Kewpie neckties, handpainted for L. Manuel Hendler. Museum purchase. JMM 1996.148.1, 2.


(left) Envelope for valentine’s day card to Albert D. Hustzler, Sr. from his daughter. JMM 1991.26.21. (right) Family portrait by Weller- Lewis, Baltimore, MD, c.1921; left to right- Albert D. Hutzler, Jr., Richard H. Hutzler, Gretchen H. Hutzler, Caroline Hutzler (Bernstein), Albert D. Hutzler, Betty Hamburger, Florence Austrian (standing), Max Hochschild, Janet Austrian, Dr. Charles Austrian (standing), Lina Hochschild, Robert Austrian, JMM 1991.226.3.


JOIN US – LIVE!

Tuesday, June 23, 2020
at 7:00pm EST

Join us for a special Covid 19 inspired writing workshop where we will come together to record our experiences for future generations.

Register for this Live Stream Event here!

Thursday, June 25, 2020
at 7:30pm EST

Harry Houdini wasn’t born. He was invented. Join us for this magical performance with magician David London as he takes us back in time to truly discover the world’s first superstar.

Register for this Live Stream Event here


WONDERNAUTS: What Would You Eat in Space?

Have you ever wondered what astronauts eat when they are in space? It’s probably a lot better than you think!

Explore what astronauts eat and design your own space menu in this new Wondernauts activity.


ESTHER’S PLACE: ONLINE!

Dad won’t mind a belated Father’s Day gift if it’s as nifty as a JMM ballcap!

Remember – Members of the Museum get their membership discount by using promo code “member” at checkout.

Don’t see something you’re interested in at the online shop? Contact Shop Manager Chris Sniezek at csniezek@jewishmuseummd.org and let us know.


 

Posted in jewish museum of maryland




JMM Insights: An Invitation Backstage

Posted on June 12th, 2020 by

On Monday I entered the Museum for the first time since March 17th. The experience reminded me of Prince Phillip entering Sleeping Beauty’s castle. Everything, including the mess on my desk, seemed frozen in time.

Although every room was silent, I remembered the echoes of the hundreds of students and their families who attended the opening reception of the My Family Story project, the rapturous applause at a public program, the laughter of volunteers gathered in the lunchroom . . . I am confident that all these sounds and more will be heard again here. But now is a time for patience.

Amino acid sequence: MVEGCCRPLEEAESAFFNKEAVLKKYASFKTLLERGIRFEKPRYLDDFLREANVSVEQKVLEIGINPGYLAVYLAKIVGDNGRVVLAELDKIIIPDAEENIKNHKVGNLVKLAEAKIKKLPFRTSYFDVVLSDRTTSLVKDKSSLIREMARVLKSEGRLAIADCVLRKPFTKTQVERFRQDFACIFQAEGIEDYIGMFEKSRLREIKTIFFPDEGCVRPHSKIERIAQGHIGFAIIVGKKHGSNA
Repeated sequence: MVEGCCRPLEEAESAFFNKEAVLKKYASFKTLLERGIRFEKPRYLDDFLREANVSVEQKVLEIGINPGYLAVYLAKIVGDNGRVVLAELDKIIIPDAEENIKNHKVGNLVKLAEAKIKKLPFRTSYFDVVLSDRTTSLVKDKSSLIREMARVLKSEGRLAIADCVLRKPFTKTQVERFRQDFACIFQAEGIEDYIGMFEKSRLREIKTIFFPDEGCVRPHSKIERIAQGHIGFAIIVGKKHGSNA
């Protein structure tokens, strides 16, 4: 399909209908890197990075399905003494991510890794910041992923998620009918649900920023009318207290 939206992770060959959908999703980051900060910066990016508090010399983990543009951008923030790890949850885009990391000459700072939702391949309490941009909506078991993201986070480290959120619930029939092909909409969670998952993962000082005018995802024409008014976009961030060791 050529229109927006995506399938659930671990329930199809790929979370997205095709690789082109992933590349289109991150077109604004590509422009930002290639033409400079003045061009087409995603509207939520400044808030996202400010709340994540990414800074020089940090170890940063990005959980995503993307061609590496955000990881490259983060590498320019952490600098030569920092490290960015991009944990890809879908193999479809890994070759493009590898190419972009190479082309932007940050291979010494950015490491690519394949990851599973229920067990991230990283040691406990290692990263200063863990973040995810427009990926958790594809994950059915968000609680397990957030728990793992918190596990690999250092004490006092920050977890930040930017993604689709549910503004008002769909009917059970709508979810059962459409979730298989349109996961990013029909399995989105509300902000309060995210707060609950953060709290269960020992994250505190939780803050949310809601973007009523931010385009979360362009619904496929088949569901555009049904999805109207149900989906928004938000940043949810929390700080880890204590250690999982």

While we wait, I’m inviting you behind the scenes of JMM.

Usually, our job is to make each exhibit seem effortless, appearing in the gallery as if by magic. Like Harry Houdini we try to make the impossible seem simple. Unlike Houdini, however, who never revealed his secrets, JMM is willing to show you the tricks of the trade.

~Marvin


JMM BOARD VOTING GOES VIRTUAL

We invite our membership to vote on the FY2021 Board of Trustees Officers and Nominees. This year’s voting will take place through an online ballot. Voting will close at 11:59pm on Tuesday, June 30, 2020.

Questions? Contact Tracey Dorfmann at tdorfmann@jewishmuseummd.org

VOTE NOW!


THE DIGITAL MUSEUM: BEHIND THE SCENES

In this edition of JMM Insights, we invite you to take a peek behind the curtain in a few different ways:

What does it take to create an exhibit? In this special live stream event we’re partnering with the Jewish Museum Milwaukee to give you a behind-the-scenes, expert look at all the parts of creating a museum exhibit that happen before the doors open.

Join us for Backstage: The Making of Exhibits on June 18th!

Hungry for more insider info on exhibits at JMM? Here’s a few of our favorite blog posts:

Creating an Exhibit Logo

Working with Fragile Objects

Getting Ready for Travel

Installing the Exhibits:

Passages Through the Fire

Cinema Judaica (plus some last minute Finishing Touches)

The A-Mazing Mendes Cohen

America’s first superstar, Harry Houdini, is a figure shrouded in myth and legend. As we like to say, Houdini wasn’t born – he was invented.